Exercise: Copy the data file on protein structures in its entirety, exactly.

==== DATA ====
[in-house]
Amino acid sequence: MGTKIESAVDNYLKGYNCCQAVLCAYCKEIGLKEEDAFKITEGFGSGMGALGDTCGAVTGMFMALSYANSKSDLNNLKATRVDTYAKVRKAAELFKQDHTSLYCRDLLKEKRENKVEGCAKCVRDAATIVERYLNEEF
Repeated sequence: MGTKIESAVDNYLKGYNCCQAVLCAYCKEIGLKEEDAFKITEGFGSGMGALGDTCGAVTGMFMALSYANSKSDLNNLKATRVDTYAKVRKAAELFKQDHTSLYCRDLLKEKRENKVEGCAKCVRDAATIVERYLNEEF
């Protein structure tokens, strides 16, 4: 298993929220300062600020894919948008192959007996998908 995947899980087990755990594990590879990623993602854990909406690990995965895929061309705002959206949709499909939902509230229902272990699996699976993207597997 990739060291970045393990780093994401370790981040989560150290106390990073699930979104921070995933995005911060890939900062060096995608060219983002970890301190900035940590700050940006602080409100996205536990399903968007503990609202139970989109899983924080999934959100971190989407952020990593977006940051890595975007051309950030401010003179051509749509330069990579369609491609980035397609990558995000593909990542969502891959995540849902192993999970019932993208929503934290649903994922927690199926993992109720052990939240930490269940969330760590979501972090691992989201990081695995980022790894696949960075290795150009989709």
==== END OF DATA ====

[in-house]
Amino acid sequence: MGTKIESAVDNYLKGYNCCQAVLCAYCKEIGLKEEDAFKITEGFGSGMGALGDTCGAVTGMFMALSYANSKSDLNNLKATRVDTYAKVRKAAELFKQDHTSLYCRDLLKEKRENKVEGCAKCVRDAATIVERYLNEEF
Repeated sequence: MGTKIESAVDNYLKGYNCCQAVLCAYCKEIGLKEEDAFKITEGFGSGMGALGDTCGAVTGMFMALSYANSKSDLNNLKATRVDTYAKVRKAAELFKQDHTSLYCRDLLKEKRENKVEGCAKCVRDAATIVERYLNEEF
């Protein structure tokens, strides 16, 4: 298993929220300062600020894919948008192959007996998908 995947899980087990755990594990590879990623993602854990909406690990995965895929061309705002959206949709499909939902509230229902272990699996699976993207597997 990739060291970045393990780093994401370790981040989560150290106390990073699930979104921070995933995005911060890939900062060096995608060219983002970890301190900035940590700050940006602080409100996205536990399903968007503990609202139970989109899983924080999934959100971190989407952020990593977006940051890595975007051309950030401010003179051509749509330069990579369609491609980035397609990558995000593909990542969502891959995540849902192993999970019932993208929503934290649903994922927690199926993992109720052990939240930490269940969330760590979501972090691992989201990081695995980022790894696949960075290795150009989709």